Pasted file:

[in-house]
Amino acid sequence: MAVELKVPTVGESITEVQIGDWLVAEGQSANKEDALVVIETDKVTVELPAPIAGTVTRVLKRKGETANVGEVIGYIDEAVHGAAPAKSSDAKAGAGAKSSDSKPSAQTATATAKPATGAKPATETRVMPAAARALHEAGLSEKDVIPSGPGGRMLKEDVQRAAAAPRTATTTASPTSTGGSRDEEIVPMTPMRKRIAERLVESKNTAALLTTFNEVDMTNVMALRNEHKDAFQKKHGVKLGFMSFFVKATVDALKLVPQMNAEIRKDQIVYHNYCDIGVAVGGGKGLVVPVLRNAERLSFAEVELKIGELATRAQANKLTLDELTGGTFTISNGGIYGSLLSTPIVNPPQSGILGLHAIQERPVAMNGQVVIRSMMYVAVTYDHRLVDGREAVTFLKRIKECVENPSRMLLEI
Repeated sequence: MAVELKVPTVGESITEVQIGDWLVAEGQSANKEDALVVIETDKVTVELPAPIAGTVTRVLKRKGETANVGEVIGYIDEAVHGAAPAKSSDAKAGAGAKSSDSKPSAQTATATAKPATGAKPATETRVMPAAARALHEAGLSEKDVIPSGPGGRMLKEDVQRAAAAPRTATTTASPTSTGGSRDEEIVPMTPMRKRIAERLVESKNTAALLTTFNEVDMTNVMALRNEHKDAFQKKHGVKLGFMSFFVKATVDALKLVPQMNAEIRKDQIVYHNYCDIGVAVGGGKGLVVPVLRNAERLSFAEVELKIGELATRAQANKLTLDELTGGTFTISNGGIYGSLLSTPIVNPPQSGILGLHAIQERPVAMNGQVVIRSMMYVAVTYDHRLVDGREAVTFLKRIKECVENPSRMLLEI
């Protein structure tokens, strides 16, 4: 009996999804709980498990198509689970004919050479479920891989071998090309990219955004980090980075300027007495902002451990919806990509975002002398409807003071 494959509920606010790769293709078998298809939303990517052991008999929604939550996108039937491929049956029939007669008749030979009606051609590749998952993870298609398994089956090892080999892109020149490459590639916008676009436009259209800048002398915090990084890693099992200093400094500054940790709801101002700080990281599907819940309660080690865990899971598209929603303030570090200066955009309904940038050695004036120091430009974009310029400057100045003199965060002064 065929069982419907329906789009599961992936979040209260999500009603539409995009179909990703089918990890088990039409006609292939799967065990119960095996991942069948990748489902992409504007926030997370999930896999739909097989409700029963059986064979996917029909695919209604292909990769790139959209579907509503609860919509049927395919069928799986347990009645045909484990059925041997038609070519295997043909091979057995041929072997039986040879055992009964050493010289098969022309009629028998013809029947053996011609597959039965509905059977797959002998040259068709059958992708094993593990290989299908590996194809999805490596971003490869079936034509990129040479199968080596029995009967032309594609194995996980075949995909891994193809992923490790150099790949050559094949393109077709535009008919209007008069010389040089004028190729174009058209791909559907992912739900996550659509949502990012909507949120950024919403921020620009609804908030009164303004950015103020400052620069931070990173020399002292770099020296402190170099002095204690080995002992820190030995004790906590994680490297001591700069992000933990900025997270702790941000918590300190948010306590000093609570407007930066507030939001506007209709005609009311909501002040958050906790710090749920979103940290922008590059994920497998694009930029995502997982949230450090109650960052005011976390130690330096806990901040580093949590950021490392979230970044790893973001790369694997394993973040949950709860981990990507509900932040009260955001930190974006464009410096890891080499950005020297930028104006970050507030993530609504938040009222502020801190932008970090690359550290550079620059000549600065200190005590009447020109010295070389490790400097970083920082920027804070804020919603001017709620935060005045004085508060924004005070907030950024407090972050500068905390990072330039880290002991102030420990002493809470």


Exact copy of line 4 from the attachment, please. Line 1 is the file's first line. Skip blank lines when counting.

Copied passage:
């Protein structure tokens, strides 16, 4: 009996999804709980498990198509689970004919050479479920891989071998090309990219955004980090980075300027007495902002451990919806990509975002002398409807003071 494959509920606010790769293709078998298809939303990517052991008999929604939550996108039937491929049956029939007669008749030979009606051609590749998952993870298609398994089956090892080999892109020149490459590639916008676009436009259209800048002398915090990084890693099992200093400094500054940790709801101002700080990281599907819940309660080690865990899971598209929603303030570090200066955009309904940038050695004036120091430009974009310029400057100045003199965060002064 065929069982419907329906789009599961992936979040209260999500009603539409995009179909990703089918990890088990039409006609292939799967065990119960095996991942069948990748489902992409504007926030997370999930896999739909097989409700029963059986064979996917029909695919209604292909990769790139959209579907509503609860919509049927395919069928799986347990009645045909484990059925041997038609070519295997043909091979057995041929072997039986040879055992009964050493010289098969022309009629028998013809029947053996011609597959039965509905059977797959002998040259068709059958992708094993593990290989299908590996194809999805490596971003490869079936034509990129040479199968080596029995009967032309594609194995996980075949995909891994193809992923490790150099790949050559094949393109077709535009008919209007008069010389040089004028190729174009058209791909559907992912739900996550659509949502990012909507949120950024919403921020620009609804908030009164303004950015103020400052620069931070990173020399002292770099020296402190170099002095204690080995002992820190030995004790906590994680490297001591700069992000933990900025997270702790941000918590300190948010306590000093609570407007930066507030939001506007209709005609009311909501002040958050906790710090749920979103940290922008590059994920497998694009930029995502997982949230450090109650960052005011976390130690330096806990901040580093949590950021490392979230970044790893973001790369694997394993973040949950709860981990990507509900932040009260955001930190974006464009410096890891080499950005020297930028104006970050507030993530609504938040009222502020801190932008970090690359550290550079620059000549600065200190005590009447020109010295070389490790400097970083920082920027804070804020919603001017709620935060005045004085508060924004005070907030950024407090972050500068905390990072330039880290002991102030420990002493809470």